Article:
I just heard some of you screen expletives at your computer screens. I know. Fasting is not one of my strengths either but research suggests that calorie restriction and intermittent fasting can reduce the rates of age-related diseases including cancer, diabetes, neurodegenerative and cardiovascular diseases while extending overall lifespan (O’Flanagan et al., 2017). Fasting has been practiced by many different traditions for thousands of years. Hippocrates recommended the practice of abstinence from food and drink for those that exhibited certain symptoms in 5th century B.C.E and modern-day religions such as Catholicism and Judaism each have some form of fasting for sacred times (Encyclopedia Britannica). Intermittent fasting is even recommended in many integrative clinics as an adjunct therapy for cancer treatment and while science requires more human studies before it will definitively recommend the practice for therapeutic purposes in Western medicine, it’s clear that fasting has served a purpose for quite a while. So do I suggest you go on a water fast for the next week or cut your calories down to a ridiculous amount. No. Let’s be realistic and above all, safe. A juice cleanse is a great way to fast intermittently during the holidays. Pick one day every other week to drink fresh juices. Not ready to embrace your inner Jack Lalanne? Pick a day to just eat fresh fruits and vegetables, choose one day a week where you stay away from all processed and fast foods, or maybe take a break from social media for a certain length of time. Simply setting an intention to be healthier intermittently throughout the holiday season can help keep you on track and inspire a feeling of lightness. And working with a good nutritionist is always helpful, too ;).
#6) Silence the Inner Critic
You have the best of intentions. You’re going to print out this blog post and paste it on the fridge. You’ll plan out some substitutions and mark a day on the calendar to drink juices. And somewhere along the way, despite your lists and plans, you will fall just short of perfect. Then, before you know it, that inner commentator will perk up and remind you of your failures. His or her voice is often harsh and damning. This is where mindfulness is perhaps most important. Mindfulness asks you to notice these thoughts without judging them. So instead of thinking “UGH! I’m so stupid for failing to meet my goals” and then topping it off with “ACK! I’m even stupider for thinking I’m stupid”, relax. Take a breath. Sit down to meditate if you can. Acknowledge the voice. Tell it “Thank You” for caring so much about you that it takes the time to speak up. Then, tell it that what you need right now is love and support and let it go. Sometimes that isn’t enough. In cases where that inner critic doesn’t quiet down easily, imagine it’s presence is small, like that little notification in the corner of the computer screen. Yes, you’re there, I see you, and I choose to ignore you while I continue to do important work, such as loving myself just the way I am. Because you’re human. You’re not a Buddhist Monk (I mean I don’t think you are. Are you?). You are perfectly imperfect and that is WAY more interesting than the people that live by the rules 100% of the time (whoever they are).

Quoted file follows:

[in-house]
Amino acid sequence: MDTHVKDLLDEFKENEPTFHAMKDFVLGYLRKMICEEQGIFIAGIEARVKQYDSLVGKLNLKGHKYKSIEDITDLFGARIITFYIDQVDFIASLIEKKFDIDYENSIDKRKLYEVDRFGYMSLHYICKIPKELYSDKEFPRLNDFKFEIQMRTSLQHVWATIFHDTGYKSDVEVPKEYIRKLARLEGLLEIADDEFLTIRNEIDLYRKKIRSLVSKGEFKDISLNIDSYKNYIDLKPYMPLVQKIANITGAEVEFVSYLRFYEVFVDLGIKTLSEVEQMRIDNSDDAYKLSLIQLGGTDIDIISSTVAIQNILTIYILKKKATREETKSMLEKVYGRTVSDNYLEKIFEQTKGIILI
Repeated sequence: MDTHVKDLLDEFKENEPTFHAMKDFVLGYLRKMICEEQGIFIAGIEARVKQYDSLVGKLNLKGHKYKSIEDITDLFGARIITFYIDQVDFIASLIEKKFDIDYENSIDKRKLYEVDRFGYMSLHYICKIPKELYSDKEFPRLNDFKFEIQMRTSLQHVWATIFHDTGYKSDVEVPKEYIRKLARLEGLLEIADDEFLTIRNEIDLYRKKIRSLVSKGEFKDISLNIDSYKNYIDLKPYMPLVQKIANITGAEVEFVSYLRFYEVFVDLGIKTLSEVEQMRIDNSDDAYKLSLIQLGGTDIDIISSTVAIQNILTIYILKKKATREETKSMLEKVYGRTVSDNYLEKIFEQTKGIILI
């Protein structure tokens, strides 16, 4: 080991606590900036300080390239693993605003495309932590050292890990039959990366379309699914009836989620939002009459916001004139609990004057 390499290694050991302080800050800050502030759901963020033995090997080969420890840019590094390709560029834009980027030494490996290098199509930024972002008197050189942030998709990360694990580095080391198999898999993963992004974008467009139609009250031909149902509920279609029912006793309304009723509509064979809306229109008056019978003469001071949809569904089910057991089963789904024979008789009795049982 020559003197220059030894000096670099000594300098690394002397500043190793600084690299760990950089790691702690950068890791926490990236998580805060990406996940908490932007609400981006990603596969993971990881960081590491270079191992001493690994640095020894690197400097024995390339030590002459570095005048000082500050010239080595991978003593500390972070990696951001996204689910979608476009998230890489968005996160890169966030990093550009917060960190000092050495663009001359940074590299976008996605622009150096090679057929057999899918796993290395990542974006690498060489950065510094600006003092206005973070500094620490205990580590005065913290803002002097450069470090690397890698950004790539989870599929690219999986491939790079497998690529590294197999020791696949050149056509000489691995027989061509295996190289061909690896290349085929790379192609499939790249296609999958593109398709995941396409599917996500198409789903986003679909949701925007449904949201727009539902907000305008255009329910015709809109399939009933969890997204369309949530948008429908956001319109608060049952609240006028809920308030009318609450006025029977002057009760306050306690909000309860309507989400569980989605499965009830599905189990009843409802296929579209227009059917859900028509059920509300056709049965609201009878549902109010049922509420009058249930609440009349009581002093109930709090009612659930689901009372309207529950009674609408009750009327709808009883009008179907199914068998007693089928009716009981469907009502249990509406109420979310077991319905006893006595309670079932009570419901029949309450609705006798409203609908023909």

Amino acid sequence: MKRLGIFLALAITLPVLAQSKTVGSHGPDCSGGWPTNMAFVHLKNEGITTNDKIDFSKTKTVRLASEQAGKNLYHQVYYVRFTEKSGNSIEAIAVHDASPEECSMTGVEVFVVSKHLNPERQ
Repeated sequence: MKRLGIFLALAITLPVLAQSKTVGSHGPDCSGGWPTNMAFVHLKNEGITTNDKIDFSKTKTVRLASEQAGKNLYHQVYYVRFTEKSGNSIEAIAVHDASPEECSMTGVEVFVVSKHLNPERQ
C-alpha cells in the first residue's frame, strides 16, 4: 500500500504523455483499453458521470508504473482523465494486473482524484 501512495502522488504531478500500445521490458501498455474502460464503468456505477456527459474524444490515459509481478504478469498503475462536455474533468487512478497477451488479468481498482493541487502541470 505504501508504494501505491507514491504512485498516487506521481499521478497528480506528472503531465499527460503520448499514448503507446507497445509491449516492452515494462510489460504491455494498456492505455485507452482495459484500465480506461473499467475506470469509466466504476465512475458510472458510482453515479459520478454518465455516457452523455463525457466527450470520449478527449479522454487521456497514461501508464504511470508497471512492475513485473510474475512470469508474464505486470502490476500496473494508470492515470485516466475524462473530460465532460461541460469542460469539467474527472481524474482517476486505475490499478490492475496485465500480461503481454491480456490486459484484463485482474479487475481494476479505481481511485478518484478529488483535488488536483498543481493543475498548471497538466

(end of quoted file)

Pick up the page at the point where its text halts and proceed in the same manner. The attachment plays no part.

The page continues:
The holidays truly are the most wonderful time of the year. Strangers smile and say hello a little more, friends and family come together, relationships get mended, and magic surrounds us. Setting intentions of mindfulness and practicing gratitude throughout the season is not just a Hipster ideal or spiritual propaganda. It is literally beneficial to health and wellness. Wishing you a peaceful, magical, and mindful Holiday season. Hoping to see you in the New Year.
Albers, S., (2008). Eat, drink, and be mindful: how to end your struggle with mindless eating and start savoring food with intention and joy. New Harbinger Publications, Inc: Oakland, CA.
Bays, J., (2009). Mindful eating: a guide to rediscovering a healthy and joyful relationship with food. Shambhala: Boston, MA.
Fasting (n.d.). In Encyclopedia Britannica online. Retrieved from: https://www.britannica.com/topic/fasting
O’Flanagan, C. H., Smith, L. A., McDonell, S. B., & Hursting, S. D. (2017). When less may be more: calorie restriction and response to cancer therapy. BMC Medicine, 15, 106. http://doi.org/10.1186/s12916-017-0873-x
O’Reilly, G. A., Cook, L., Spruijt-Metz, D., & Black, D. S. (2014). Mindfulness-Based Interventions for Obesity-Related Eating Behaviors: A Literature Review. Obesity Reviews : An Official Journal of the International Association for the Study of Obesity, 15(6), 453–461. http://doi.org/10.1111/obr.12156
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I’m Amberly, a Clinical & Integrative Nutritionist. I help women who’ve had cancer go from just “surviving” to THRIVING by amping up their nutrition, reducing stress, and teaching them how to be in the present moment.